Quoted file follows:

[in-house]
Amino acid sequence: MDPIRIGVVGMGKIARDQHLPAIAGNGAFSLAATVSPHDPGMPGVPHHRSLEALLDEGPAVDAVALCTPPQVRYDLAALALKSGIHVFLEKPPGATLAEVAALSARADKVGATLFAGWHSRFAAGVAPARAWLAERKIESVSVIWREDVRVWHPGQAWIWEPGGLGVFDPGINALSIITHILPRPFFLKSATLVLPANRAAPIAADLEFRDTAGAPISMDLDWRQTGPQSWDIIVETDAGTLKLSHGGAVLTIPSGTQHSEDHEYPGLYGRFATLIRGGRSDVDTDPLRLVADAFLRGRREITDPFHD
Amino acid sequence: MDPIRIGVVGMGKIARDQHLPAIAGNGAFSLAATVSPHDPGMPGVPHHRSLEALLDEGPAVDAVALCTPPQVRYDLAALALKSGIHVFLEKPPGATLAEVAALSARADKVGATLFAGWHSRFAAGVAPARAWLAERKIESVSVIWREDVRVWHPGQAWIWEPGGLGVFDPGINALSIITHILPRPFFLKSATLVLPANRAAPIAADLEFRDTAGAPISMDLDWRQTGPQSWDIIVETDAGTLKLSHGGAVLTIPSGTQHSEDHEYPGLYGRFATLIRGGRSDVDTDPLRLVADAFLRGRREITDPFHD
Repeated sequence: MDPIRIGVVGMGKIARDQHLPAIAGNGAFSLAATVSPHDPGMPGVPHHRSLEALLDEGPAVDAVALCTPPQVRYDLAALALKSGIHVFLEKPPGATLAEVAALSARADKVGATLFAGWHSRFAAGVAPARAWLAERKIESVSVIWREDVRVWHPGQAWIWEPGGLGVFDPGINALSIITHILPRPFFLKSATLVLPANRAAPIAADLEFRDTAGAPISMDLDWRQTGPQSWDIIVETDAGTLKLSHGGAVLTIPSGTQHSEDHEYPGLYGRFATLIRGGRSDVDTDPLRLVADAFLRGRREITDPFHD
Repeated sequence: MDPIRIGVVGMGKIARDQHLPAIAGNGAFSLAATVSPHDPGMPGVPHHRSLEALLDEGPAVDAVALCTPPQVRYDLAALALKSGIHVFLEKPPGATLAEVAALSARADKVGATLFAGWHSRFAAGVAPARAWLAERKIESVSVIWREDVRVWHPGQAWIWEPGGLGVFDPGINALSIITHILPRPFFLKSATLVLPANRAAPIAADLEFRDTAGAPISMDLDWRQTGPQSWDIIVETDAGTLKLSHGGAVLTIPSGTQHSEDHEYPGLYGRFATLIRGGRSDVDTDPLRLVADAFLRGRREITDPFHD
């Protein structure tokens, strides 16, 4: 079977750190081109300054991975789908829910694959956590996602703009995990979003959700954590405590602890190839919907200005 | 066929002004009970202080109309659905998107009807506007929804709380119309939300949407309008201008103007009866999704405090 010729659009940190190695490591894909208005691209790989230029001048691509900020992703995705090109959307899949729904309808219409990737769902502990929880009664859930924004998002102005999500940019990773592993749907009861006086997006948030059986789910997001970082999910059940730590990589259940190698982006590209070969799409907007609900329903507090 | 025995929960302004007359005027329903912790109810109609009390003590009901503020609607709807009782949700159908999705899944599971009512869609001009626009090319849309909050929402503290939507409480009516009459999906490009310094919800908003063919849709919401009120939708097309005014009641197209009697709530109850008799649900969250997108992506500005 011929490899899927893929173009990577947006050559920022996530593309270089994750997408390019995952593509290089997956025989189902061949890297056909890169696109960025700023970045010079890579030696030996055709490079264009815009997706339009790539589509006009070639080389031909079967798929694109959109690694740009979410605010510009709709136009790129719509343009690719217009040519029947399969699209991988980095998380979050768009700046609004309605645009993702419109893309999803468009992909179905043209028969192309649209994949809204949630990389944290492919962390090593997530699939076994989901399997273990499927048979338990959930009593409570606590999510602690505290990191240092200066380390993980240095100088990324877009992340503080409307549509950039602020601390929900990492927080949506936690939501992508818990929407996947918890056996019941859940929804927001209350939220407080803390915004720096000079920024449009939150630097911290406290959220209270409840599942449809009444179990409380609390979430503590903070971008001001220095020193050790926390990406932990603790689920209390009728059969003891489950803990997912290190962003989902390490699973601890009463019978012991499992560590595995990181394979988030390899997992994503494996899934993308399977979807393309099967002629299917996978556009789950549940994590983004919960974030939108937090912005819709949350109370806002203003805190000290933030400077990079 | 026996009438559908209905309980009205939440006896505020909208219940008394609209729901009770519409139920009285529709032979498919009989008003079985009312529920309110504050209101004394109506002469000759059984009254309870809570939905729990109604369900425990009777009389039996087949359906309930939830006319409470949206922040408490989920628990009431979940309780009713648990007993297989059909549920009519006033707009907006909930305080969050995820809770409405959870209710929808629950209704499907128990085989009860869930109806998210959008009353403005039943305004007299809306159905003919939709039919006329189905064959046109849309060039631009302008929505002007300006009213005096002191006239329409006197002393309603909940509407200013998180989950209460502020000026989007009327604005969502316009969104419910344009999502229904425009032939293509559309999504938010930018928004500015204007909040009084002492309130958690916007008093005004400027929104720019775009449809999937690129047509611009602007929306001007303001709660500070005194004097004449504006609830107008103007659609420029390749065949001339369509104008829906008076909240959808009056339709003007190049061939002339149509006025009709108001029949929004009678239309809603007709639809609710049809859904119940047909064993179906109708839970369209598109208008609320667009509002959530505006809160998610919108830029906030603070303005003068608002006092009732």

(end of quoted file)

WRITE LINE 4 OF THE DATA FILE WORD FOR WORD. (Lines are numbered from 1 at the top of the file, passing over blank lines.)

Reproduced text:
Repeated sequence: MDPIRIGVVGMGKIARDQHLPAIAGNGAFSLAATVSPHDPGMPGVPHHRSLEALLDEGPAVDAVALCTPPQVRYDLAALALKSGIHVFLEKPPGATLAEVAALSARADKVGATLFAGWHSRFAAGVAPARAWLAERKIESVSVIWREDVRVWHPGQAWIWEPGGLGVFDPGINALSIITHILPRPFFLKSATLVLPANRAAPIAADLEFRDTAGAPISMDLDWRQTGPQSWDIIVETDAGTLKLSHGGAVLTIPSGTQHSEDHEYPGLYGRFATLIRGGRSDVDTDPLRLVADAFLRGRREITDPFHD